Wine Pairing: 2017 Pearce & Predhomme Chenin Blanc [South Africa]

Posted in Recipes

Dashi Simmered Vegetables and Beef

Dashi SImmered Beef and Vegetable 1

Today’s dish does not represent a specific Japanese recipe but the technique is very much in the spirit of Japanese ‘Nimono’, or simmering things together, and is one I have featured before in such posts as Braised Pork with Daikon, and Potato Mizuna Nimono. Here, I have simmered potato in dashi until tender, and then added Rapini and beef for the final cooking… Continue reading “Dashi Simmered Vegetables and Beef”

Posted in Notable Nosh

Chorizo Scotch Eggs at The Clarendon Tavern

Chorizo Scotch Eggs

When I was a kid growing up in Britain, Scotch Eggs would often put in an appearance at picnics or on cold buffets, but, on this side of the pond, they seem less well known and are only infrequently encountered. Basically, the idea is that a boiled egg is wrapped in sausage meat, coated in breadcrumbs and then deep-fried or baked. In my house, when I was young, my mother deep-fried them, as best as I recall, and she always hard-boiled the eggs first.

A while back, I had an opportunity to visit ‘The Clarendon Tavern’ in Ottawa’s Byward Market for the first time. I was able to sample a number of beers I had not had before, and also tried their version of Scotch eggs, which has been given a spicy twist with chorizo and other seasonings in the sausage wrap.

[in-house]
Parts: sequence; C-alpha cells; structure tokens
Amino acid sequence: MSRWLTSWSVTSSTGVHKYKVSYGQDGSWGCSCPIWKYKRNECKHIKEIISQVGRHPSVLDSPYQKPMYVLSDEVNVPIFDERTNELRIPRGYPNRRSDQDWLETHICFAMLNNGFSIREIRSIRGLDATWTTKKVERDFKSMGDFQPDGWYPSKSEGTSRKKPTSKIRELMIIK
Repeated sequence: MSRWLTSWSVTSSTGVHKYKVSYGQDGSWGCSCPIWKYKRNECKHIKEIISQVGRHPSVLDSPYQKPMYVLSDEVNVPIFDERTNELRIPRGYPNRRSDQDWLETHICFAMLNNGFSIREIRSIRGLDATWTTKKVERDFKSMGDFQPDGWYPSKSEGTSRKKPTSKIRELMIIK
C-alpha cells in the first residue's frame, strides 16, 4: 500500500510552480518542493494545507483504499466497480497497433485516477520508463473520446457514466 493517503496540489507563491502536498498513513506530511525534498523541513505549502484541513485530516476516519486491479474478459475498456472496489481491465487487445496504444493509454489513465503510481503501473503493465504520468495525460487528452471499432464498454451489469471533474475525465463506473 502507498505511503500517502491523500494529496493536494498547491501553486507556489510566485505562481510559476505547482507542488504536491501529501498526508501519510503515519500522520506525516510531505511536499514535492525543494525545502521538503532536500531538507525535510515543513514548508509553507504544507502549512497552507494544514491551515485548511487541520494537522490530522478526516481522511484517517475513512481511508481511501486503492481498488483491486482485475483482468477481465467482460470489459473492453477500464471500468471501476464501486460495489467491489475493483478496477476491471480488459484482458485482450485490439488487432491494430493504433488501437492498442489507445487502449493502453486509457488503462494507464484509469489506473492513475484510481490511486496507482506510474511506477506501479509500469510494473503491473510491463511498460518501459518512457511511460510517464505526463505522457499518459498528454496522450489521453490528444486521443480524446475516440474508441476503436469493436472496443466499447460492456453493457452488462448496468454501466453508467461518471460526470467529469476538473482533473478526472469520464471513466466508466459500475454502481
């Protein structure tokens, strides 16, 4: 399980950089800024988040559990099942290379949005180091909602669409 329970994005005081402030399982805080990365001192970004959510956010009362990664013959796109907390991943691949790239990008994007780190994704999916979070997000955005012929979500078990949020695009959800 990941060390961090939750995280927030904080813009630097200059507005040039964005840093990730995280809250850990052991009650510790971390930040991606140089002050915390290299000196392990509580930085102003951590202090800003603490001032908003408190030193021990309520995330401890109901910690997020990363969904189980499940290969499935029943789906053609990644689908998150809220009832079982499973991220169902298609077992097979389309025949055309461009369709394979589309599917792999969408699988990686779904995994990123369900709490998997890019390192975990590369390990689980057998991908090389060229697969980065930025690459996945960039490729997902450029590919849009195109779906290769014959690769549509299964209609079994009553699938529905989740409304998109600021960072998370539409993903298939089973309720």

The specialty was served with some very nice bread and butter pickles, grainy mustard, and a salad of greens in a lovely dressing containing just a little lemon zest. There were also some finely shredded pickles in the greens and, while I could not identify them, I thought them a very nice addition. As for the egg itself, the coarse breadcrumb produced a very nice crust that was still nicely crisp and the chorizo sausage made a great change from the usual. There was also a slight ‘curry’ taste to the meat coating, and I could definitely detect cumin and coriander in the blend. Whatever it was, the result was a nice play on an old favorite and I would really like to experiment with the idea myself … maybe Quail eggs instead?